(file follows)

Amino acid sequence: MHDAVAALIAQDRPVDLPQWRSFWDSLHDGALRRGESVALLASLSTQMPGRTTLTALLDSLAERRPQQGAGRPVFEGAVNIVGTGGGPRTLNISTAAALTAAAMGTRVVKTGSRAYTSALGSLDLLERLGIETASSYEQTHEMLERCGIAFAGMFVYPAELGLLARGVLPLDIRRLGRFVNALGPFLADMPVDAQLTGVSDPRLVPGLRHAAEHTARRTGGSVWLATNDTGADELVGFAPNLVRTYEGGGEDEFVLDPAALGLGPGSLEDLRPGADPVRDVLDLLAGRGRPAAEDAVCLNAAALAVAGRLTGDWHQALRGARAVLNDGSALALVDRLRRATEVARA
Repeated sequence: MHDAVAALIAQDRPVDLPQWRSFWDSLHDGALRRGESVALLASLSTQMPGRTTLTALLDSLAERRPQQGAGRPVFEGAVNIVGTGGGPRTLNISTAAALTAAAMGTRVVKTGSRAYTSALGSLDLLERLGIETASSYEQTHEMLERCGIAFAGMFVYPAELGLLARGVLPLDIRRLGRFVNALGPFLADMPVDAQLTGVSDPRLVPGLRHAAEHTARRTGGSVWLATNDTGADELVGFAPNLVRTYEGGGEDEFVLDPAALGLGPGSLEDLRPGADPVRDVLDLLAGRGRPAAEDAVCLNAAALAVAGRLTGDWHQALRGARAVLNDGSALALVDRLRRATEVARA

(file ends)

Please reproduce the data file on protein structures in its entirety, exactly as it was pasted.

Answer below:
Amino acid sequence: MHDAVAALIAQDRPVDLPQWRSFWDSLHDGALRRGESVALLASLSTQMPGRTTLTALLDSLAERRPQQGAGRPVFEGAVNIVGTGGGPRTLNISTAAALTAAAMGTRVVKTGSRAYTSALGSLDLLERLGIETASSYEQTHEMLERCGIAFAGMFVYPAELGLLARGVLPLDIRRLGRFVNALGPFLADMPVDAQLTGVSDPRLVPGLRHAAEHTARRTGGSVWLATNDTGADELVGFAPNLVRTYEGGGEDEFVLDPAALGLGPGSLEDLRPGADPVRDVLDLLAGRGRPAAEDAVCLNAAALAVAGRLTGDWHQALRGARAVLNDGSALALVDRLRRATEVARA
Repeated sequence: MHDAVAALIAQDRPVDLPQWRSFWDSLHDGALRRGESVALLASLSTQMPGRTTLTALLDSLAERRPQQGAGRPVFEGAVNIVGTGGGPRTLNISTAAALTAAAMGTRVVKTGSRAYTSALGSLDLLERLGIETASSYEQTHEMLERCGIAFAGMFVYPAELGLLARGVLPLDIRRLGRFVNALGPFLADMPVDAQLTGVSDPRLVPGLRHAAEHTARRTGGSVWLATNDTGADELVGFAPNLVRTYEGGGEDEFVLDPAALGLGPGSLEDLRPGADPVRDVLDLLAGRGRPAAEDAVCLNAAALAVAGRLTGDWHQALRGARAVLNDGSALALVDRLRRATEVARA